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Summary: Hurricane Sandy did not affect us, but it devestated millions of others. How should we respond? What should we think? What should we do? Jesus answers these questions from Luke 13:1-5

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Here in South Jersey, we rode Hurricane Sandy Monday and Tuesday,. W were thankful that very few in our area were affected. Phone calls and visits on Tuesday revealed that this time, we did not have the damage and devastation like we did during July’s devestating dorecho storm that knocked out power for a week and downed thousands of trees.

We breathed a sigh of relief on Tuesday, BUT since then, the news has been growing worse all week as we realize the suffering of others nearby.

- BEACH COMMUNITIES of Ocean City, Seaside Heights, LBI have had devastating damage. Entire blocks of homes are gone, as well as iconic boardwalks and amusement rides.

- BAY COMMUNITIES. Such as Fortesque experienced a huge storm surge that swept away many homes.

- In NORTH JERSEY, the towns of Brick, Toms River, Bayone and Hoboken are suffering with loss of power, loss of public transportation, flooding and storm damage. JONEL Arcedera had his MINISTRY CANCELLED today at First Filipino Baptist church in Bayone.

- STATEN ISLAND was hit the hardest. From the NY Times we read this story: “Staten Island Was Tragic Epicenter of Storm’s Casualties” By JAMES BARRON, JOSEPH GOLDSTEIN and KIRK SEMPLE

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Published: November 1, 2012 “Glenda Moore, 39, ...packed her two boys into her blue sport utility vehicle and was trying to flee the storm by driving to her sister’s home in Brooklyn.

The storm thwarted her getaway, first by stalling the engine, the police said.

Ms. Moore managed to step out of the S.U.V., taking 2-year-old Brendan in her arms and leading 4-year-old Connor by the hand. But a wave slammed into them, driving her and Brendan into the marsh and breaking her hold on Connor’s hand. Another wave carried him away moments later.

About six miles away, rescuers searching a wooded lot found the bodies of an 89-year-old man and his 66-year-old wife on Thursday; the couple had lived less than 500 yards away.

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Personally, most of my family members live on Long Island. My sister’s condo was flooded with 2 feet of water which contained fuel and oil. It will cost thousands of dollars to repair, and most homeowners do not carry flood insurance.

Two of my other sisters have been without power for one entire week. Temperatures are in the low 30’s at night. A niece has been hosting 20-30 people per night in her home which did not lose power. But there are problems getting gas for cars and heating oil for homes. The scene is one of devastation!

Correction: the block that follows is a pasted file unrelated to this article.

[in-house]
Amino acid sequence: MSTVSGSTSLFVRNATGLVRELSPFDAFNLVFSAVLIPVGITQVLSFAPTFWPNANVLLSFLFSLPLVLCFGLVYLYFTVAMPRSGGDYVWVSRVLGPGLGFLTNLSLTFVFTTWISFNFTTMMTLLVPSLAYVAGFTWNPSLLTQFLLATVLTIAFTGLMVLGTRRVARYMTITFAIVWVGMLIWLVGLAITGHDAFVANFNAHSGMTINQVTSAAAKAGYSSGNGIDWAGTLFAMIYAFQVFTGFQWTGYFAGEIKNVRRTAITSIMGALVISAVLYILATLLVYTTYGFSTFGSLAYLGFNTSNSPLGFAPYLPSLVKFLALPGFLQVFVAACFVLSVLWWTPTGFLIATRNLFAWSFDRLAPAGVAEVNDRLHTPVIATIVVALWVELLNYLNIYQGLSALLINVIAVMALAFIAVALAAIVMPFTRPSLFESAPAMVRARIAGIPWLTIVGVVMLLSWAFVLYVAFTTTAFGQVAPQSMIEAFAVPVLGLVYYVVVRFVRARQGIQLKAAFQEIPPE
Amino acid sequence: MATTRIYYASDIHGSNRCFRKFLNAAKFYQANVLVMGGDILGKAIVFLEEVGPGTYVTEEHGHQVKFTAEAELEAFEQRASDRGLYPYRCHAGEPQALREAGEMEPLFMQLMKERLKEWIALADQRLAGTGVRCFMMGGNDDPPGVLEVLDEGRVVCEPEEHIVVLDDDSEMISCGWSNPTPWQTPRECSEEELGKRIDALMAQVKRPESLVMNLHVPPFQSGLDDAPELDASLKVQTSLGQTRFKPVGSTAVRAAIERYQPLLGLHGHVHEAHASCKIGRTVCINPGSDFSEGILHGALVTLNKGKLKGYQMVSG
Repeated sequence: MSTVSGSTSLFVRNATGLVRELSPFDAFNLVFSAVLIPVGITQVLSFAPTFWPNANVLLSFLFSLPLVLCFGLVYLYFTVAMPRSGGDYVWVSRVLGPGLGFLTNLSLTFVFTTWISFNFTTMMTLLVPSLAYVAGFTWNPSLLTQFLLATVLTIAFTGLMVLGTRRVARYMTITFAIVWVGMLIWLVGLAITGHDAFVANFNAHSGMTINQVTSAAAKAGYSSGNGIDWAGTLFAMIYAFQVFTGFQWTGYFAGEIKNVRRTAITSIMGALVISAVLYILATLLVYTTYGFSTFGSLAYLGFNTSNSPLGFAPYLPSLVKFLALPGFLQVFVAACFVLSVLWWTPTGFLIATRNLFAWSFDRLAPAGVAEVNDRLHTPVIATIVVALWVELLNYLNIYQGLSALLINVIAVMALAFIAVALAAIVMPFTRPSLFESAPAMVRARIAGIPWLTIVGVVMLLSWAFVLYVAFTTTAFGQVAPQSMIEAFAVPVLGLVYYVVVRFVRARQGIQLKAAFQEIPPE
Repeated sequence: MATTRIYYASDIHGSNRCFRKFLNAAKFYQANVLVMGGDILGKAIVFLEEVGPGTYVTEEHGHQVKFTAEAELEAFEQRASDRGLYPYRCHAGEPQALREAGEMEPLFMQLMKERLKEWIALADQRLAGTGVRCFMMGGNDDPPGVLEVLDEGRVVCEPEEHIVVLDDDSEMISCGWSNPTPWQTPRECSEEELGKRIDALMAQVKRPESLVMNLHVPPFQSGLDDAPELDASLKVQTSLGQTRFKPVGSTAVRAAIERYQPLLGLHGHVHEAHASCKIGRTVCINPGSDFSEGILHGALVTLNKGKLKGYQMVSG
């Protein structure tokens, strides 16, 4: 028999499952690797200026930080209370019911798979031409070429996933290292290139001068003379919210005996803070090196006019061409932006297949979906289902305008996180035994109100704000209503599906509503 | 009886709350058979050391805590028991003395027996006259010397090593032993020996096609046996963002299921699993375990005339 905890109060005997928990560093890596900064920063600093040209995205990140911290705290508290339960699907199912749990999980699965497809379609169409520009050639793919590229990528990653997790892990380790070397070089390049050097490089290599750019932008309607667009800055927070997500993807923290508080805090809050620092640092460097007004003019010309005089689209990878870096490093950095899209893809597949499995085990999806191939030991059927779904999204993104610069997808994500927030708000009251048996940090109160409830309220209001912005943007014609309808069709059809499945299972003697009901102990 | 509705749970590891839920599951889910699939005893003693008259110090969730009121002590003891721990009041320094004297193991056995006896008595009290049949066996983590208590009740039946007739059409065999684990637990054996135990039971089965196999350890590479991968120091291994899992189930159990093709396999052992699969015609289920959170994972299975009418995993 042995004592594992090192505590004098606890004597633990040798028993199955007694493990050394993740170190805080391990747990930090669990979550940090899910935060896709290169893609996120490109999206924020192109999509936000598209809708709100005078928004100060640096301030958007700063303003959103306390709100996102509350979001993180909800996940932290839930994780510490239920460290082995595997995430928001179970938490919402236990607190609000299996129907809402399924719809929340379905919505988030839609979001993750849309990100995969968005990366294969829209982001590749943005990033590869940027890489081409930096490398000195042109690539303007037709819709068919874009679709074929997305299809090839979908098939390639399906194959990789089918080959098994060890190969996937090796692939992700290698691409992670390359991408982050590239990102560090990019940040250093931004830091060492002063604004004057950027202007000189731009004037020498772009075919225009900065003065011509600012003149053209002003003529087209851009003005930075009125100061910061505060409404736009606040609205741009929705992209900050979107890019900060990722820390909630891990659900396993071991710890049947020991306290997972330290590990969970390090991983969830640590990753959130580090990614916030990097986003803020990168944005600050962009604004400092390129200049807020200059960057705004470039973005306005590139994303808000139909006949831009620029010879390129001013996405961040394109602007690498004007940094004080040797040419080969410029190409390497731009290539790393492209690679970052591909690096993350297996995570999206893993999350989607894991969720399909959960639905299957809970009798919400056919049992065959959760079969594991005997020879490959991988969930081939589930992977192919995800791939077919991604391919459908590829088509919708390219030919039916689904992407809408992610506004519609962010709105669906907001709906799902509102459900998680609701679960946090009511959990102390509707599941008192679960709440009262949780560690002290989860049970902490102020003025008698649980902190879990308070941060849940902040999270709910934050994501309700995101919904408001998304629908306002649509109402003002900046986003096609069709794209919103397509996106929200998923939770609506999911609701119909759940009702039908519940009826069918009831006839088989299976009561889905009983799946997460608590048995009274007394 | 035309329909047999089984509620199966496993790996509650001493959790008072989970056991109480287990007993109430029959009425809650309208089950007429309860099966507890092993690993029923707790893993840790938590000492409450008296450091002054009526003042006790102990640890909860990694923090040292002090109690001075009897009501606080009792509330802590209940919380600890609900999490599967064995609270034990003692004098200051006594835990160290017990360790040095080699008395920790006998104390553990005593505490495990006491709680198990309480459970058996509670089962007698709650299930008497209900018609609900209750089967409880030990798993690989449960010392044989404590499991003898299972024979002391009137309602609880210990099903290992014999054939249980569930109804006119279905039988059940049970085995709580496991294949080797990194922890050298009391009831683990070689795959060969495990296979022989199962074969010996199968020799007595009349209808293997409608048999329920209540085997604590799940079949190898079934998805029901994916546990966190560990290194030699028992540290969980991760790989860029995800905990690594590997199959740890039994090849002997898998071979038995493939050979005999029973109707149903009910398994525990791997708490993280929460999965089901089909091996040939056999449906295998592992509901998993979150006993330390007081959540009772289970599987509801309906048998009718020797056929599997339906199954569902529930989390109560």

We are left with many emotions and many questions;

happy that we were spared

wondering if it is OK to be happy that we were spared

sad for the many victims

Life seems normal here, but less than 40 miles away there is devestation

How should I feel?

Is there anything that I should do?

This sermon is titled “What Should You Do When Disaster Strikes?”

It’s a question that we are all contemplating today, and I want us to gain God’s perspective on this issue as a church family today.

This is a question that Jesus addressed in his earthly ministry. We read of his answer in Luke 13:1-5.

“Now there were some present at that time who told Jesus about the Galileans whose blood Pilate had mixed with their sacrifices. Jesus answered, “Do you think that these Galileans were worse sinners than all the other Galileans because they suffered this way? I tell you, no! But unless you repent, you too will all perish. Or those eighteen who died when the tower in Siloam fell on them—do you think they were more guilty than all the others living in Jerusalem? I tell you, no! But unless you repent, you too will all perish.”” (Luke 13:1–5, NIV84)

There are FOUR IMPORTANT LESSONS for us to learn from the Savior’s answer to the question of “why do innocent people suffer?”

We are not told much about the background of Christ’s remark. The people who asked Jesus about Pilate’s actions in this passage are not revealed. It appears that the event must have been widely known, and must have made a deep impact on the people of Jerusalem. Jesus takes the opportunity of this question to teach his disciples important lessons about the reasons for human suffering.

FIRST: Disasters Occur Without Prejudice. Luke 13:1-4

Jesus makes it clear that the popular idea that “God will get you” must be discarded. Jesus remarks on the question of the apparent deaths of Jerusalem worshipers who were killed by Pilate during their sacrifice. This comment addresses the situation of HUMAN INJUSTICE. In the illustration brought up by the people, the cause of death was human injustice. This is as troubling a situation for us today as it was for the Jews of the first century.

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